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Stars: James Corden, Julie Walters, Alexandra Roach, Mackenzie Crook, Colm Meaney, Jemima Rooper, Valeria Bilello, Trystan Gravelle
Director: David Frankel
One of the most surprising aspects of this essentially British success story is that the witty and credible screenplay is by American Justin Zackham, making handsome amends for his s script for the abominable The Big Wedding. He only betrays his New York Film School backstory when a text is sent stating Pavarotti is an ‘ass’ rather than the British ‘arse’ and having revellers singing the American “which nobody can deny” rather than the British “And so say all of us” when warbling ‘For he’s a jolly good fellow”.
In fairness, this is simply nitpicking. The heartwarming saga of Port Talbot mobile ‘phone salesman and operatic singer Paul Potts (his former employers must be delighted with the plentiful product placement One Chance affords them) who won the television competition Britain’s Got Talent turns out to be genuinely heartwarming and feel-good, thanks to script, American David The Devil Wears Prada Frankel’s spot-on direction and, above all, to the casting of James Corden as Potts.
Corden (the real-life Paul Potts provides his singing voice) makes his character hyper-optimistic as well as understandably downcast when disaster strikes and appears to have ended his hopes of an operatic career as he suffers a burst appendix during an amateur operatic performance.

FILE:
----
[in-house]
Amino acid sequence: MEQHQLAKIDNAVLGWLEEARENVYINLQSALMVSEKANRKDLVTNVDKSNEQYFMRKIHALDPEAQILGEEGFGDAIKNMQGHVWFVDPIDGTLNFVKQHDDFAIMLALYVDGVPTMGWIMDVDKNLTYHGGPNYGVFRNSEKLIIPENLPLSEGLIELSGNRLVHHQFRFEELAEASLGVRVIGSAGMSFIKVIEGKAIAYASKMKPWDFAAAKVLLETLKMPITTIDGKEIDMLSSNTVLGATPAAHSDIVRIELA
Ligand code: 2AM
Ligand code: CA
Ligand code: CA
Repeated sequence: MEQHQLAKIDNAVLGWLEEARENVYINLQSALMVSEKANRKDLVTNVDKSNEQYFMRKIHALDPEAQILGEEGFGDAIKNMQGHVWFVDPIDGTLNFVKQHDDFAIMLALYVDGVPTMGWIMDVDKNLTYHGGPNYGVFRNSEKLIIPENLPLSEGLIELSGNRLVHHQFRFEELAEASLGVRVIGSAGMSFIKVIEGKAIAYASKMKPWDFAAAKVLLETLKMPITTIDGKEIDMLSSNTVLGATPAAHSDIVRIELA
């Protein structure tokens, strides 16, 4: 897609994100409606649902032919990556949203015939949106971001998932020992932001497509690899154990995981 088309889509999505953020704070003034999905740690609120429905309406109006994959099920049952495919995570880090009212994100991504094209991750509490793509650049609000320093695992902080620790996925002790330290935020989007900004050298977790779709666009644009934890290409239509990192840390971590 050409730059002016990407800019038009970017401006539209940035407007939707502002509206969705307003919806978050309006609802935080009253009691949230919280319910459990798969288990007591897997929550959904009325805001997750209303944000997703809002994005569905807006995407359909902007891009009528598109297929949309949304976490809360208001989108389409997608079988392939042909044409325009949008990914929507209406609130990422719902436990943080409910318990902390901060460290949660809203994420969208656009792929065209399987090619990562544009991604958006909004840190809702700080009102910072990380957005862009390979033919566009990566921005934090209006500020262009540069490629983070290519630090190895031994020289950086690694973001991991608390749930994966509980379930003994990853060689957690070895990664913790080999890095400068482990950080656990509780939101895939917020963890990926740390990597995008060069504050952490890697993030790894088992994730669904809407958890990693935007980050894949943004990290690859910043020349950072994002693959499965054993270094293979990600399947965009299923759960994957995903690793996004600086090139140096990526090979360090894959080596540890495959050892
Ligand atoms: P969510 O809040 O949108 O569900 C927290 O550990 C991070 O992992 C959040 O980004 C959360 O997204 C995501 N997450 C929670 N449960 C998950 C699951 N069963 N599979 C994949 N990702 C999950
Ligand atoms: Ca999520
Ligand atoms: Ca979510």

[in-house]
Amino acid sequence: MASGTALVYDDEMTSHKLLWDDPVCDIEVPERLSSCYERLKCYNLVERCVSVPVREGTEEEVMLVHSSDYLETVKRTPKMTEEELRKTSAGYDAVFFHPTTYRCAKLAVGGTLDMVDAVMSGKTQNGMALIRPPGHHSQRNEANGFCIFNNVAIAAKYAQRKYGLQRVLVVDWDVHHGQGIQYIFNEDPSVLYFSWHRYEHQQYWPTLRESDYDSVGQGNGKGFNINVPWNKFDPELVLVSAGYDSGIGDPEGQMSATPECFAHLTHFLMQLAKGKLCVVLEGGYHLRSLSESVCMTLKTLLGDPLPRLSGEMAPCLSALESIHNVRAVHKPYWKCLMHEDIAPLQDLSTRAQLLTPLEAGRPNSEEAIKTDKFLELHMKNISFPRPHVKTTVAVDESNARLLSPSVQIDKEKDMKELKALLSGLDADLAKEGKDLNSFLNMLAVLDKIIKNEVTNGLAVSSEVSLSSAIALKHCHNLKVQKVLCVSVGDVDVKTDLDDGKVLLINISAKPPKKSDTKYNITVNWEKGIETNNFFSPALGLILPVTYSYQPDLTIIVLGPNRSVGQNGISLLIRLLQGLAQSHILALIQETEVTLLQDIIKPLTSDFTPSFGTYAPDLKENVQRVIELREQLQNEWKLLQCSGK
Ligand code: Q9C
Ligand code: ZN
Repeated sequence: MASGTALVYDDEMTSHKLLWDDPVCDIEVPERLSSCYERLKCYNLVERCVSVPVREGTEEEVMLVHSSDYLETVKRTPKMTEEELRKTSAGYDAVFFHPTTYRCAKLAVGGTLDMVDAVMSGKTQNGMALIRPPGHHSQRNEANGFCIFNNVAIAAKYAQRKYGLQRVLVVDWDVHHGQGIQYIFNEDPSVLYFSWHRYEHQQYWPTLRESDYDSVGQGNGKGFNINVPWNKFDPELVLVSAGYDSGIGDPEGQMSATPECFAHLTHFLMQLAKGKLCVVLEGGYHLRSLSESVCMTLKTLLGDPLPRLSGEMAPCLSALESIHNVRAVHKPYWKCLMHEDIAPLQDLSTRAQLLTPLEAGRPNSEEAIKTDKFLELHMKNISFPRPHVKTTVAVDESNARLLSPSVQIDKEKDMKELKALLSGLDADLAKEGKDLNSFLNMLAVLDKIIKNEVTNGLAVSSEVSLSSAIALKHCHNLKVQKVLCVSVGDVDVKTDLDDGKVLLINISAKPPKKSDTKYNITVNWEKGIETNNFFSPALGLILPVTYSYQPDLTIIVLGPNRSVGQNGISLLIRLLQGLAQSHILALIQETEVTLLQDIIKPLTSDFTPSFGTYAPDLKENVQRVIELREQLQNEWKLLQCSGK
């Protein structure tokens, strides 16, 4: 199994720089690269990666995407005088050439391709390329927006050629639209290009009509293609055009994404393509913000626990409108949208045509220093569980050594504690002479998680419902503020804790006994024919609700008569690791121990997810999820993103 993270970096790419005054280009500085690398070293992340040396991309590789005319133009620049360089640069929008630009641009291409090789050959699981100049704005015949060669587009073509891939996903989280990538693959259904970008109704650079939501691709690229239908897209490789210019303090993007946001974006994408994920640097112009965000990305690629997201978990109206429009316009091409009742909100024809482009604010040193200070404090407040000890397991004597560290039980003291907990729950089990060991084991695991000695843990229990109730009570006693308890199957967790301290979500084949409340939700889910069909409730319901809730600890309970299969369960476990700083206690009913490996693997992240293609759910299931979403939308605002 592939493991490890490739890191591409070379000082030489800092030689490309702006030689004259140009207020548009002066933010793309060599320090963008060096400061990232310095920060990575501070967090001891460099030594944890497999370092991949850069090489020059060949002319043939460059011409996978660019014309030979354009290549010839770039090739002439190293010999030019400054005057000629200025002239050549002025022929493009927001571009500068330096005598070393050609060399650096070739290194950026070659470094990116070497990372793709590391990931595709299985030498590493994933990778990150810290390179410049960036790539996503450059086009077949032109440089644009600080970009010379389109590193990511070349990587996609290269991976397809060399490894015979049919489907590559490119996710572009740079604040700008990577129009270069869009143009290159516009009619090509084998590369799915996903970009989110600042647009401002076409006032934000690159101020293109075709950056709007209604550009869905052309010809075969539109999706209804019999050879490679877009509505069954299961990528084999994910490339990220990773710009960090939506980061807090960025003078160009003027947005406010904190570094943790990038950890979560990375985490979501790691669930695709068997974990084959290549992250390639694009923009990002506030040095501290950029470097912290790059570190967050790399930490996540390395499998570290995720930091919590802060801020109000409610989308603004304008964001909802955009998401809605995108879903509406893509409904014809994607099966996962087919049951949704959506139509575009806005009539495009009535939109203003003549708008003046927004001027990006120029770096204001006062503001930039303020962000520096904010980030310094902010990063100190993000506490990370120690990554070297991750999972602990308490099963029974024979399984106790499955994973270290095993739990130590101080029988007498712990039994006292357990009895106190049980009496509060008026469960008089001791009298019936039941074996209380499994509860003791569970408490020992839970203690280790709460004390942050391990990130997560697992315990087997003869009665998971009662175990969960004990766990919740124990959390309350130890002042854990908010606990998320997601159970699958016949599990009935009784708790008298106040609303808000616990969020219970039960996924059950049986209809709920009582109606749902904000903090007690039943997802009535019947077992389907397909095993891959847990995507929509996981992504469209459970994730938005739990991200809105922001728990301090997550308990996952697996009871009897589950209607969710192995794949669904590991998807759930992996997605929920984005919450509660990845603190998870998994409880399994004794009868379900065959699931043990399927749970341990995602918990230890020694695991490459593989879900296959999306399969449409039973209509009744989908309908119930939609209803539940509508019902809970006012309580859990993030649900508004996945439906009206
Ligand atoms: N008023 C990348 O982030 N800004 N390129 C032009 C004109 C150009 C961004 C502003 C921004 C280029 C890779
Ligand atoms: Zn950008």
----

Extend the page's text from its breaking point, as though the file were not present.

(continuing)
But he turns out to be a fighter, even after being struck by a car.
The story sees Corden/Potts survive being bullied at school while singing his way to success, wooing Alexandra Roach by texts (he claims he resembles Brad Pitt) until she turns up in Port Talbot to meet him for the first time when, due to the local flower shop being closed, he gives her a wind-up flashlight as a gift instead. Their romance rings attractively true thanks to his and Roach’s endearing performances.
Mackenzie Crook provides amusing comic relief as Corden’s mobile telephone shop colleague, the aspirant singer’s stint at an opera school in Venice is well done, picturesque and, in Corden’s meeting over lunch with his Italian’s singing partner’s family (her grandmother calls him ‘Fatty’), amusingly credible. As is his unfortunate singing encounter with Pavarotti (cruelly described as “nothing but a binge eater with a comb-over”) whose judgment of his voice almost derails his dreams which come true (after six months without a voice and a gap in his singing career of 18 months) when he is voted the Britain’s Got Talent winner.
(A word of warning, here. There are close-ups of egregious British television presenters Ant and Dec, Britain’s Got Talent judge Simon Cowell and Piers Morgan!).
Corden is perfect in the role, funny and emotionally true as the scenes demand, and supporting performances are excellent, too.
Julie Walters enjoys herself as Potts’ mother, Colm Meaney as his stern steelworker father gets one of the most enjoyable lines when in a pub and faced with hearing his son sing states “I’d trade both my ears for a pint right now” before, of course, falling under Potts' operatic spell and Roach is delightful, funny and credible.
Based on a true story, One Chance proves life can be a lot more fun than fiction. It’s a comic-emotional pleasure from start to finish.
UK/USA 2013. UK Distributor: Entertainment Film Distributos. Colour.
103 minutes. Widescreen. UK certificate: 12A.
Guidance ratings (out of 3): Sex/nudity 0, Violence/Horror 0, Drugs 0, Swearing 1.
Review date: 03 Nov 2013